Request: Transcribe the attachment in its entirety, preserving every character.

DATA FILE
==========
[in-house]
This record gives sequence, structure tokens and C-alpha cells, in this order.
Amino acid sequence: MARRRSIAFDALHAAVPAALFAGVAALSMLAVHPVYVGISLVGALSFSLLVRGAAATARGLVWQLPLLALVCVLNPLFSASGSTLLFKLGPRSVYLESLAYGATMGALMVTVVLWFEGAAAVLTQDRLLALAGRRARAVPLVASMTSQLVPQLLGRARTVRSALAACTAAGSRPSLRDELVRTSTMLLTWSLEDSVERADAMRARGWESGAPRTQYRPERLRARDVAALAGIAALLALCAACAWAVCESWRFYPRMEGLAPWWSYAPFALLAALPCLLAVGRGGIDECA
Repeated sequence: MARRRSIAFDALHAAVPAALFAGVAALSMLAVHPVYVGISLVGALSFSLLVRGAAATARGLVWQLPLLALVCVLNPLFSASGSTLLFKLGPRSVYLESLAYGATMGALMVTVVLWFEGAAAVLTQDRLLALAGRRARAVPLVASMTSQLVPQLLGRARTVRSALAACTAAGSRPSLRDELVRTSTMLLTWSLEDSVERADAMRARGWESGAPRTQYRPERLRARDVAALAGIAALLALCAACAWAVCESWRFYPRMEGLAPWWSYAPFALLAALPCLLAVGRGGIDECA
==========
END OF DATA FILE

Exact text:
[in-house]
This record gives sequence, structure tokens and C-alpha cells, in this order.
Amino acid sequence: MARRRSIAFDALHAAVPAALFAGVAALSMLAVHPVYVGISLVGALSFSLLVRGAAATARGLVWQLPLLALVCVLNPLFSASGSTLLFKLGPRSVYLESLAYGATMGALMVTVVLWFEGAAAVLTQDRLLALAGRRARAVPLVASMTSQLVPQLLGRARTVRSALAACTAAGSRPSLRDELVRTSTMLLTWSLEDSVERADAMRARGWESGAPRTQYRPERLRARDVAALAGIAALLALCAACAWAVCESWRFYPRMEGLAPWWSYAPFALLAALPCLLAVGRGGIDECA
Repeated sequence: MARRRSIAFDALHAAVPAALFAGVAALSMLAVHPVYVGISLVGALSFSLLVRGAAATARGLVWQLPLLALVCVLNPLFSASGSTLLFKLGPRSVYLESLAYGATMGALMVTVVLWFEGAAAVLTQDRLLALAGRRARAVPLVASMTSQLVPQLLGRARTVRSALAACTAAGSRPSLRDELVRTSTMLLTWSLEDSVERADAMRARGWESGAPRTQYRPERLRARDVAALAGIAALLALCAACAWAVCESWRFYPRMEGLAPWWSYAPFALLAALPCLLAVGRGGIDECA